Bahrain: Women targeted in mass arrests over “popular referendum”

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SHAFAQNA- Americans for Democracy & Human Rights in Bahrain (ADHRB), the Bahrain Center for Human Rights (BCHR) and the Bahrain Institute for Rights and Democracy (BIRD) condemn in the strongest terms the arrest and alleged torture of at least thirteen women in Bahrain. These women have reportedly been charged with “establishing and organizing a public referendum, inciting hatred against the regime and disrupting the elections.”

On 12 November 2014, security forces raided the homes of 8 women, seizing electronic devices in the process. Warrants were not presented during the home raids and police summons were only handed out following the seizure of electronic devices. During these home raids, some of the women were also subjected to bodily searches. The women were then detained the next morning after receiving a summons to appear at the Criminal Investigation Directorate (CID). Following their arrest, no information was provided to the women’s family members despite enquiries made at the Criminal Investigations Department, the Public Prosecution and Isa Town Police Station. The detainees were prevented access to their lawyers during their interrogation and initial detention.

On 13 November 2014, a limited number of lawyers were able to meet with their clients following their interrogation. The detainees alleged that they were tortured and ill-treated and deprived of sleep, food and water. One of the victims reported that the women were kept in a cold room where they were humiliated and insulted. She also reported that they were subjected to death threats.

The public prosecution interrogated the women on the night of 13 November until the early hours of the morning. Their lawyers were informed of the charges and the detainees were remanded for at least 7 days pending further investigation. Two of the women detained are pregnant, one of whom was detained with her 6-month-old infant and had to carry the baby while being interrogated. She was also not allowed to change her baby’s diaper for over 12 hours until her child was picked up by a family member. One of the lawyers claimed that his client was “shivering from pain” following her ordeal.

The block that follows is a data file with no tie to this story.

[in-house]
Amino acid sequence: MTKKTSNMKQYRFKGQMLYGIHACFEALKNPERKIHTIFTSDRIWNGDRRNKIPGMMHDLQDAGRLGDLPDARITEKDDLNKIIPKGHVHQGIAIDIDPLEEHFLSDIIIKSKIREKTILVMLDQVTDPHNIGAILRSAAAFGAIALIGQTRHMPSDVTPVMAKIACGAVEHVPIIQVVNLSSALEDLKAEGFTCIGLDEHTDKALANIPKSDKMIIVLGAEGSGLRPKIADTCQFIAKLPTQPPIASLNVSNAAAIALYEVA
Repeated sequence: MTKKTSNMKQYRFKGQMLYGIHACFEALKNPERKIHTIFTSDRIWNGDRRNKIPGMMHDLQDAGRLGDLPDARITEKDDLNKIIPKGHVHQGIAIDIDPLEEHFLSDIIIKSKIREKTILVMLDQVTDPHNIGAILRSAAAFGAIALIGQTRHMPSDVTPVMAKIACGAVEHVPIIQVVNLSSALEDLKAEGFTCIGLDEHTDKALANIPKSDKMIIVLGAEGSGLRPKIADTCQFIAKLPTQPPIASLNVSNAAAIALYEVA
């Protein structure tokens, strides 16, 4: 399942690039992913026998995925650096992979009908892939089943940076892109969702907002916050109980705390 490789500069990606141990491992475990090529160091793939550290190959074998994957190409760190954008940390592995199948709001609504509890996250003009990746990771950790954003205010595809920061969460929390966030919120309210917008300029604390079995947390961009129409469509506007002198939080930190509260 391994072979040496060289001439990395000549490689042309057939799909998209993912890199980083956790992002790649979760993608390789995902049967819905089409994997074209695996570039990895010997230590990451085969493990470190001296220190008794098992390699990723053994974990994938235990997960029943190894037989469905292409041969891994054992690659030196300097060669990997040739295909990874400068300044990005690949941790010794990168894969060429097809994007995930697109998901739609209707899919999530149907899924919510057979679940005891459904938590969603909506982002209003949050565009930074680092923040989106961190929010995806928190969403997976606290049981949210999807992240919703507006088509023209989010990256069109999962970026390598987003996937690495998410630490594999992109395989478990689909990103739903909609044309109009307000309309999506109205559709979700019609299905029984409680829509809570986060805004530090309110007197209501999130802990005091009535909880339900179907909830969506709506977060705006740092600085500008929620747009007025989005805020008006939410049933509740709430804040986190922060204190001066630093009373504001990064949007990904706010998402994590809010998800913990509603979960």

Further, On 14 November 2014, four more women were summoned for interrogation in relation to the same charges. Among them the human rights activists Ebtisam Alsaegh who remains in custody at the CID.

A public referendum was recently initiated polling Bahraini nationals over their preference for political self-determination, to be supervised by the United Nations. Awareness campaigns were conducted in a number of villages about the referendum and its objectives.

This is not the first time women have been targeted in Bahrain. Civil society organisations have documented a recent surge in the number of women arrested in Bahrain. Last month, prominent activist Zainab Al-Khawaja was arrested and detained for “publicly insulting the king” after tearing up a picture of Bahrain’s monarch. She is eight months pregnant and is facing up to seven years in prison.

In April 2013, Rihanna Al-Mosawi was arrested, detained and tortured after she attempted to stage a protest during the Formula One race. She was stripped twice during her detention and threatened with rape. The Bahrain Center for Human Rights has documented the deaths of at least 13 women as a result of the excessive use of force by security forces since 2011.

We condemn the arrest and detention of these 13 women in Bahrain. We call on Bahrain to respect its obligation under international law including the right to self-determination under Article 1 of the International Covenant on Civil and Political Rights, the right to freedom of expression and the right to hold opinions freely. We call for the immediate release of these women and for the government to drop all the charges against them. We also call for an immediate independent investigation into the allegations of torture against these detainees and those parties found responsible to be held accountable.

source : BCHR

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